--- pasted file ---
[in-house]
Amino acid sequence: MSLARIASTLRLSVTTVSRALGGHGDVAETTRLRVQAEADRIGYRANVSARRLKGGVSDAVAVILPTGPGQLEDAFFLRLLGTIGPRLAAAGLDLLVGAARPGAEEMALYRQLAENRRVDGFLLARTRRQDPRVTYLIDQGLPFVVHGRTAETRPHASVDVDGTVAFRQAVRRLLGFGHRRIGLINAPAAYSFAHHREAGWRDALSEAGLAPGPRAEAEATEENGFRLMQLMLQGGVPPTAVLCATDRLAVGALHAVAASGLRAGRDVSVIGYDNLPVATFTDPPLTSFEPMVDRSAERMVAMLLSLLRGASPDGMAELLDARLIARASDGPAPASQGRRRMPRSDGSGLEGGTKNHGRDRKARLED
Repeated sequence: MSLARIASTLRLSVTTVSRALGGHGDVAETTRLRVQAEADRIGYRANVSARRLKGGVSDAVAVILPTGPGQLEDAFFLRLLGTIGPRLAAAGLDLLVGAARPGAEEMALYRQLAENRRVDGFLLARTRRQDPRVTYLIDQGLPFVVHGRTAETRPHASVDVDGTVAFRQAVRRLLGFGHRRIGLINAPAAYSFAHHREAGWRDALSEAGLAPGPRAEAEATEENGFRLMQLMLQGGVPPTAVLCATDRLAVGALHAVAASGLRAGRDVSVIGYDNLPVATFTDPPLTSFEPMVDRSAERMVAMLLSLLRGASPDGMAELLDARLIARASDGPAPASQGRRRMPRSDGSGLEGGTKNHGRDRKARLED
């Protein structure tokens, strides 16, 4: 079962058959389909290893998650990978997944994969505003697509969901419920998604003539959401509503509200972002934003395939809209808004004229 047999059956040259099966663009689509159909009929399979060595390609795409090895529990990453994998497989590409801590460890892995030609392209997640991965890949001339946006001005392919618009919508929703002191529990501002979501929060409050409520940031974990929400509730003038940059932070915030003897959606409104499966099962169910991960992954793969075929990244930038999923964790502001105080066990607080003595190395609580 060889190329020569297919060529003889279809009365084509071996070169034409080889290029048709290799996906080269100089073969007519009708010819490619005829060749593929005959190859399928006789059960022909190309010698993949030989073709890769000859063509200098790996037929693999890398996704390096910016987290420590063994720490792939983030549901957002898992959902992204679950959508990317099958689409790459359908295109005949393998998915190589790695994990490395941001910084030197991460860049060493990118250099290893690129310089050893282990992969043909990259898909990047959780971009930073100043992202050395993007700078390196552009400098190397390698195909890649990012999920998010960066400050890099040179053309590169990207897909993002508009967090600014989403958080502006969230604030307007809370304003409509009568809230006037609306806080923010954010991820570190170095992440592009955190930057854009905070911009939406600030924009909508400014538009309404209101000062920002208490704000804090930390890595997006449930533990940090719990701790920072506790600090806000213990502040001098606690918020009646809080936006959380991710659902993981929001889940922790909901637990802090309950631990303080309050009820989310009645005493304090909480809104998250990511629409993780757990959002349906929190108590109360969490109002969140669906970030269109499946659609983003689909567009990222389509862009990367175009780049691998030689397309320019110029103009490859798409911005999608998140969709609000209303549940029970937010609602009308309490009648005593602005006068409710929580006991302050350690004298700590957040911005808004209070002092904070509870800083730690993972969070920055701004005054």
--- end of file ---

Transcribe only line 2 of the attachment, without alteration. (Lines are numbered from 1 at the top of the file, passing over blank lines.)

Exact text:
Amino acid sequence: MSLARIASTLRLSVTTVSRALGGHGDVAETTRLRVQAEADRIGYRANVSARRLKGGVSDAVAVILPTGPGQLEDAFFLRLLGTIGPRLAAAGLDLLVGAARPGAEEMALYRQLAENRRVDGFLLARTRRQDPRVTYLIDQGLPFVVHGRTAETRPHASVDVDGTVAFRQAVRRLLGFGHRRIGLINAPAAYSFAHHREAGWRDALSEAGLAPGPRAEAEATEENGFRLMQLMLQGGVPPTAVLCATDRLAVGALHAVAASGLRAGRDVSVIGYDNLPVATFTDPPLTSFEPMVDRSAERMVAMLLSLLRGASPDGMAELLDARLIARASDGPAPASQGRRRMPRSDGSGLEGGTKNHGRDRKARLED